Pundits sometimes argue that blogging becomes a kind of race to the bottom, because blogging creates an environment that encourages anonymous sniping, foments mindless controversy, discourages nuanced thought, and consequently turns normal people into blowhards and jerks. I like my blog; I like reading blogs; I hate the covert appeal to authority hidden in a lot of whingeing about blogs (free speech is scary! can’t someone stop it?). So I usually hate the race-to-the-bottom argument, but I have to admit I can see the point. A couple of days ago I wrote a post that ended with the assertion that “there is simply no equivalent of a “late style” in popular music.” Which I realized was bullshit five minutes after I posted it. “Name any jazz musician whose performances became more vital, innovative, and influential after age forty,” I asked. Two words: Miles Davis. Davis was 40 in 1966, the year he made Miles Smiles. In the following years, he made Nefertiti, Filles de Kilimanjaro, In a Silent Way, Bitches Brew, On the Corner, etc. etc. And then there’s Duke Ellington, who was 40 in 1939, the year Jimmy Blanton joined his orchestra. And there’s Art Pepper, whose comeback albums on Galaxy in the late 1970s and early 1980s are the best examples of late-style jazz I can think of. Pepper recorded Goin’ Home, a duet album with George Cables, a couple of months before he died; it’s one of my very favorite records.
So what I wrote was nonsense. But here’s the thing: I’ve been totally rewarded for writing nonsense. I check my visitor stats constantly, and since I wrote the “late style” post the site has enjoyed a spike in traffic and, what’s more, a couple of links. (Not to mention Jonathan’s rejoinder.) At last I understand Ann Coulter. Her act is basically cable-news geek show: bite the head off a chicken (or a 9/11 widow) and everyone comes to gawk. Does she believe what she’s saying? I dunno — that question is probably beside the point, because her act is not about truth, it’s about getting an audience.
So. Coltrane, Mozart, and the Beatles all suck.*
Anyway, here are some of the musicians who, according to the bloggers and commenters who have weighed in on the matter, are aging like fine wine:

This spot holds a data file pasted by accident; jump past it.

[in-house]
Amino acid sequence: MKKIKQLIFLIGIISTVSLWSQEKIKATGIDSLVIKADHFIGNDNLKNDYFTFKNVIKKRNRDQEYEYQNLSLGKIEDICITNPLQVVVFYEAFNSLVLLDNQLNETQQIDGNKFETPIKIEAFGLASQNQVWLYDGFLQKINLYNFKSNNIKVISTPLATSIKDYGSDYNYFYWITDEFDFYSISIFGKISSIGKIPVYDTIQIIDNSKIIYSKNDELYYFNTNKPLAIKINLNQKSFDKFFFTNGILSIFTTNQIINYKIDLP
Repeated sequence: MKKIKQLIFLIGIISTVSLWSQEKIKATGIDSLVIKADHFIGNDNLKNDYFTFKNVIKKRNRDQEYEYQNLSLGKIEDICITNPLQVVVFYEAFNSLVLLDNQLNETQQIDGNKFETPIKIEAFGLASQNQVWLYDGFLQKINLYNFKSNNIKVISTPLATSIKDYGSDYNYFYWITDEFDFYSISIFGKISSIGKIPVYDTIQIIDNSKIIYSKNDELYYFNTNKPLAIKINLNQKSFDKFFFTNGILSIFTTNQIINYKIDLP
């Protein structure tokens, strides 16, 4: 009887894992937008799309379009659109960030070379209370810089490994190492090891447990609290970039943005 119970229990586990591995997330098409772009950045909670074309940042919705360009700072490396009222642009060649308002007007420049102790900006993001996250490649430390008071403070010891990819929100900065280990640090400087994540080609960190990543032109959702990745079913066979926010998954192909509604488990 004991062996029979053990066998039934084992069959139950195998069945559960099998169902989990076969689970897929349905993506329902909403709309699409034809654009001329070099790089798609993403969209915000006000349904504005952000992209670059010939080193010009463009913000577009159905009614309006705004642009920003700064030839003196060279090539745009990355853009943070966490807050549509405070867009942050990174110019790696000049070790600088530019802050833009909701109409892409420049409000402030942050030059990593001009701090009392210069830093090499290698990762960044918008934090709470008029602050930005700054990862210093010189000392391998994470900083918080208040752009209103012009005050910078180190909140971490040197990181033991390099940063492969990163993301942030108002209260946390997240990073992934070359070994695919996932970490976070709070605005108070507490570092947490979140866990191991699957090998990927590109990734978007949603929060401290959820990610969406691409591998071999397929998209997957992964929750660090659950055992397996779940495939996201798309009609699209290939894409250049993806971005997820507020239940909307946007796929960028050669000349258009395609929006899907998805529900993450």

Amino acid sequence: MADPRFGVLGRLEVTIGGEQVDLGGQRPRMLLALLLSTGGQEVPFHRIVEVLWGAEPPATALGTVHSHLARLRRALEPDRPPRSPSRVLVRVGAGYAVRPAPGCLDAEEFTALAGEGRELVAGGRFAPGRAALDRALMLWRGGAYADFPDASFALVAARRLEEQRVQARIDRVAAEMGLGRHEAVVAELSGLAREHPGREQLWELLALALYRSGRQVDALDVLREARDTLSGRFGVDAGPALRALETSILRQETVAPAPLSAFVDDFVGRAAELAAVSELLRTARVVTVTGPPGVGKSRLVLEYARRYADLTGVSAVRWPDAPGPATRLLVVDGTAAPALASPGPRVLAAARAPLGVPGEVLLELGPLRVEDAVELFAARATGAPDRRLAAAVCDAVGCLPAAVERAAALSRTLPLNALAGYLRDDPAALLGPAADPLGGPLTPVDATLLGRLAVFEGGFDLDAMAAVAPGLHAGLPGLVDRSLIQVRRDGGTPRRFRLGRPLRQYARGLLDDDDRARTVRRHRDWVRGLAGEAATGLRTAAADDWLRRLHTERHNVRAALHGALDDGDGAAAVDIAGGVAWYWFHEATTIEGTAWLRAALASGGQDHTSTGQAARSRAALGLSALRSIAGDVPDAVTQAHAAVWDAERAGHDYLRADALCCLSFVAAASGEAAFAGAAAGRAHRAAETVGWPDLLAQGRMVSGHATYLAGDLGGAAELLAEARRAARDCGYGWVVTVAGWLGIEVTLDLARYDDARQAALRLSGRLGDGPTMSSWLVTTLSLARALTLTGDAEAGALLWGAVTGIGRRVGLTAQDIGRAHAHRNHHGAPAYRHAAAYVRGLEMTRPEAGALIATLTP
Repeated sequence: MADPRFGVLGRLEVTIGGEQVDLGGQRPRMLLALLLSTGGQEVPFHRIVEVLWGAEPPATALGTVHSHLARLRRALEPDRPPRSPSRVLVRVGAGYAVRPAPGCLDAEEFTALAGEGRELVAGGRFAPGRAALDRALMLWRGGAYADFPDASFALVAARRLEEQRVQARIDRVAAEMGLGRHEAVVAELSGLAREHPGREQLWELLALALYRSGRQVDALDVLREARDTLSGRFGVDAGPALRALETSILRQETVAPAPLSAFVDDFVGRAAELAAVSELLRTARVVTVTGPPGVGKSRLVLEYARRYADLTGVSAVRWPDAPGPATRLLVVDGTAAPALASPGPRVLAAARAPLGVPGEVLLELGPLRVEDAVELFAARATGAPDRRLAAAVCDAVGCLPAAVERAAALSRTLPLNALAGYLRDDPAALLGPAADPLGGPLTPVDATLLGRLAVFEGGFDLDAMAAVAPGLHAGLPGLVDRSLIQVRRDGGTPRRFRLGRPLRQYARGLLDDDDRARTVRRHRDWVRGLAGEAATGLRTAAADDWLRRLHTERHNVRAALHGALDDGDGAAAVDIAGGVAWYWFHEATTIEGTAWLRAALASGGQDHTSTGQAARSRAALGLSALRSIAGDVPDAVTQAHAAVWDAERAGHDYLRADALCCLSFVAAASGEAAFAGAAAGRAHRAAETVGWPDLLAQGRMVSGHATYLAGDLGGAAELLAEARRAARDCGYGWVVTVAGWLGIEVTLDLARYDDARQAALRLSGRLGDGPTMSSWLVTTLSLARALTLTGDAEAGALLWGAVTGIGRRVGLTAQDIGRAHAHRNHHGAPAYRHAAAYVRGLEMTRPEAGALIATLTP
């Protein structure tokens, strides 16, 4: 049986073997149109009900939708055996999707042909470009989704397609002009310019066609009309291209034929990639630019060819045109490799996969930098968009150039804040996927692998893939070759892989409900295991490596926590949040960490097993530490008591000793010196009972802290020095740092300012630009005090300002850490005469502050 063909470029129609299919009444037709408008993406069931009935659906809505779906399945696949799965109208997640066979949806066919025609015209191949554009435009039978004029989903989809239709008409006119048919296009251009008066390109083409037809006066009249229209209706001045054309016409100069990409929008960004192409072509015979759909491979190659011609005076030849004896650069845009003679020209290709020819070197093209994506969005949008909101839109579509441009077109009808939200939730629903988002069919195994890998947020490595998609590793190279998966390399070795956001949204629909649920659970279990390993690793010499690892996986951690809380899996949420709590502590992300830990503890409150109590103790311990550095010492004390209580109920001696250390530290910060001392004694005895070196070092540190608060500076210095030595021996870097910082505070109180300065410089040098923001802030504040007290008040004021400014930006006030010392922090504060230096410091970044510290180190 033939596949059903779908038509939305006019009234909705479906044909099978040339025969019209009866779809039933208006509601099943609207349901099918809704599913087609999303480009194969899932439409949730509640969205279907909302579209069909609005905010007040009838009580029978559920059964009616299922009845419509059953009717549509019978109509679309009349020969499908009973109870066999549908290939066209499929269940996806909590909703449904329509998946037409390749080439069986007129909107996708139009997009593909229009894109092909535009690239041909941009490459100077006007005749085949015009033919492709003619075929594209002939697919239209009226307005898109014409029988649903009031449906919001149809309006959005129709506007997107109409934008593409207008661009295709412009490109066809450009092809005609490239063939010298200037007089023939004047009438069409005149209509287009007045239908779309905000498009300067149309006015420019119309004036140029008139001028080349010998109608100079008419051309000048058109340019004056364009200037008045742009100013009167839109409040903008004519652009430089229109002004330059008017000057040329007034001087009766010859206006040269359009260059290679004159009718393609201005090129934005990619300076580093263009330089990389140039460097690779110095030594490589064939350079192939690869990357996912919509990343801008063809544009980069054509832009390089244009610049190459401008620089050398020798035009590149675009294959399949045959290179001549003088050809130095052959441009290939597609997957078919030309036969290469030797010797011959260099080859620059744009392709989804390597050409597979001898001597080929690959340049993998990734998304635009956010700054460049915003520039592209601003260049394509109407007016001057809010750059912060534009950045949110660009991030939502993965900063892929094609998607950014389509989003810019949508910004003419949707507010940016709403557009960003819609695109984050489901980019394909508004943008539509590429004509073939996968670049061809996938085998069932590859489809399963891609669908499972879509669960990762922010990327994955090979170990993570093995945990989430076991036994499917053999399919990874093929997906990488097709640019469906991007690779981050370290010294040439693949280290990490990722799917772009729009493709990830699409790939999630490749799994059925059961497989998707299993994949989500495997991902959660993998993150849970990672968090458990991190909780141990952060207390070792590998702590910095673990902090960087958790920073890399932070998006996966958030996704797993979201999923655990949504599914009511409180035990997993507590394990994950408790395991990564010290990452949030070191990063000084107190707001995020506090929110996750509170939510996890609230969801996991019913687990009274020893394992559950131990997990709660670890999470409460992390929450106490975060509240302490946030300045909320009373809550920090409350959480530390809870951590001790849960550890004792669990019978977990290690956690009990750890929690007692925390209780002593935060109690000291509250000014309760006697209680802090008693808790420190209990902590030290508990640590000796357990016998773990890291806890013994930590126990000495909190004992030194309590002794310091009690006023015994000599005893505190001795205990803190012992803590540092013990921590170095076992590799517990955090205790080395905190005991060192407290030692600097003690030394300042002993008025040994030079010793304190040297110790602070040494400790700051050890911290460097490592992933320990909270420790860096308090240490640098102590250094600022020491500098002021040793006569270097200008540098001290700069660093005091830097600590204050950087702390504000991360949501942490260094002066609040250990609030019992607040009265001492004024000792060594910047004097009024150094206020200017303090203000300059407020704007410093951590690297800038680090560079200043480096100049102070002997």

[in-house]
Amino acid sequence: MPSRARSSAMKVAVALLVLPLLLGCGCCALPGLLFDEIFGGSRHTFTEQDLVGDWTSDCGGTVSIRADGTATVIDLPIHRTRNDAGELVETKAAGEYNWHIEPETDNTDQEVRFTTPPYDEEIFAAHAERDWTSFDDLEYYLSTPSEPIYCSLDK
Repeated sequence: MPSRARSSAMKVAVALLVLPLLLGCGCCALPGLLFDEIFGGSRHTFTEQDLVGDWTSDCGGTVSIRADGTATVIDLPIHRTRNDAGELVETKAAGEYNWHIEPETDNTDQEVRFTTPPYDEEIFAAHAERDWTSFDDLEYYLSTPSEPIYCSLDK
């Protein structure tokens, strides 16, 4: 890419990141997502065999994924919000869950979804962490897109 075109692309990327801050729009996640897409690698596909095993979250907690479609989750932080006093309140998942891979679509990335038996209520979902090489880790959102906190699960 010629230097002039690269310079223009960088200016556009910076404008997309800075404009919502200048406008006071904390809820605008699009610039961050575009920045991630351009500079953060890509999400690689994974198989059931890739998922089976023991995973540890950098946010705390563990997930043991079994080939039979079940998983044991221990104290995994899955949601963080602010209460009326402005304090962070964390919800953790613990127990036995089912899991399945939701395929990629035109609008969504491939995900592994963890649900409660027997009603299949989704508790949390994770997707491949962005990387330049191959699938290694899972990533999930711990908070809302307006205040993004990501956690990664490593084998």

The Blind Boys of Alabama
John Paul Jones
. . . and Bob Dylan, dammit
The author of Waste (apparently a philosophy blog, and a good one) noticed a vagueness in my question about “late style” in popular music. Was I talking about “relevance”?** Was I talking about artistic quality? In truth I was conflating the two, which is something I hate in a lot of writing about pop music. But let me try again. Granted, lots of rock and jazz musicians continue to make great music into old age. But: is there a rock/jazz/whatever equivalent to “late style”? By which I mean, late style in the sense that people like Edward Said use it when they talk about Beethoven or Thomas Mann or whatever.
I mean, OK, take Robert Fripp. I’ve always loved Robert Fripp’s guitar playing, and his playing on his recent album with Brian Eno, The Equatorial Stars, is beautiful. But it’s beautiful in pretty much the same way as the first Eno/Fripp collaboration, No Pussyfooting, which came out more than 30 years ago. Which is fine. I don’t buy into the notion that an artist always has to “progress.” If It’s beautiful in 1973, it’s beautiful now. But my point is that while Robert Fripp is still keepin’ it real at age 60, this isn’t the same thing as saying that he’s developed a “late style.” When people talk about Beethoven’s “late style,” they’re talking about the sense that Beethoven has reached a certain point where the mighty personal struggles of his earlier music are not so much left behind as they are contemplated from some impossibly high vantage point and abstracted into some mysterious new language. Late style has something to do with things recollected in tranquility, but that’s not quite it. It also has something to do with paring things down to essentials: Art Pepper’s late playing is a true late style, I’d argue, because while Pepper’s still playing some of the whipcrack bop licks of his earlier days, it’s like they’re now almost symbols of that style, reductive traces of something done long ago — the old gestures worn down and smoothed like driftwood. Late Liszt is sort of like this: his earlier music is full of diminished and augmented chords stuffed with fistfulls of notes; a piece like Nuages Gris gives us the augmented chords shorn of their filigree and standing forth naked and harsh. Late Beethoven isn’t reductive in the same way, but there is some similar sense that the old elements of style have become more abstract, that they mean something different, that something of the old urgency and brilliance has been replaced by . . . what? Something a little mysterious. I guess that’s what I mean by late style.
**And wtf does “relevance” mean anyway? A topic for another day . . .